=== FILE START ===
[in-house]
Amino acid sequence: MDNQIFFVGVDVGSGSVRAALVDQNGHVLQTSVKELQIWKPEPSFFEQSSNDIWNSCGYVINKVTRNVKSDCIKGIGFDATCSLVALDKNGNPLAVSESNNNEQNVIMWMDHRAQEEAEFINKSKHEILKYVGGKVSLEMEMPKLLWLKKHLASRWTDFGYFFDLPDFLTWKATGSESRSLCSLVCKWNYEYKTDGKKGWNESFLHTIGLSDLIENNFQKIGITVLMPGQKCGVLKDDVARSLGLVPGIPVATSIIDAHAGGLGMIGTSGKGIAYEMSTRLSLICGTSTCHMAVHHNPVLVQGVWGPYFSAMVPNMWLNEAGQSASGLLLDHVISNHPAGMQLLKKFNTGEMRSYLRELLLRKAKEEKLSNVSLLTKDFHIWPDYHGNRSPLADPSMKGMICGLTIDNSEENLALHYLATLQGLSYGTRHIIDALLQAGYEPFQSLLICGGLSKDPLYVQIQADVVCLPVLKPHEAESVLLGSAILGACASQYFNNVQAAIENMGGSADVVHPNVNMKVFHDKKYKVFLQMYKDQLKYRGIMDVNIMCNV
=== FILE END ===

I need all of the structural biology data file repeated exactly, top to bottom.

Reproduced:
[in-house]
Amino acid sequence: MDNQIFFVGVDVGSGSVRAALVDQNGHVLQTSVKELQIWKPEPSFFEQSSNDIWNSCGYVINKVTRNVKSDCIKGIGFDATCSLVALDKNGNPLAVSESNNNEQNVIMWMDHRAQEEAEFINKSKHEILKYVGGKVSLEMEMPKLLWLKKHLASRWTDFGYFFDLPDFLTWKATGSESRSLCSLVCKWNYEYKTDGKKGWNESFLHTIGLSDLIENNFQKIGITVLMPGQKCGVLKDDVARSLGLVPGIPVATSIIDAHAGGLGMIGTSGKGIAYEMSTRLSLICGTSTCHMAVHHNPVLVQGVWGPYFSAMVPNMWLNEAGQSASGLLLDHVISNHPAGMQLLKKFNTGEMRSYLRELLLRKAKEEKLSNVSLLTKDFHIWPDYHGNRSPLADPSMKGMICGLTIDNSEENLALHYLATLQGLSYGTRHIIDALLQAGYEPFQSLLICGGLSKDPLYVQIQADVVCLPVLKPHEAESVLLGSAILGACASQYFNNVQAAIENMGGSADVVHPNVNMKVFHDKKYKVFLQMYKDQLKYRGIMDVNIMCNV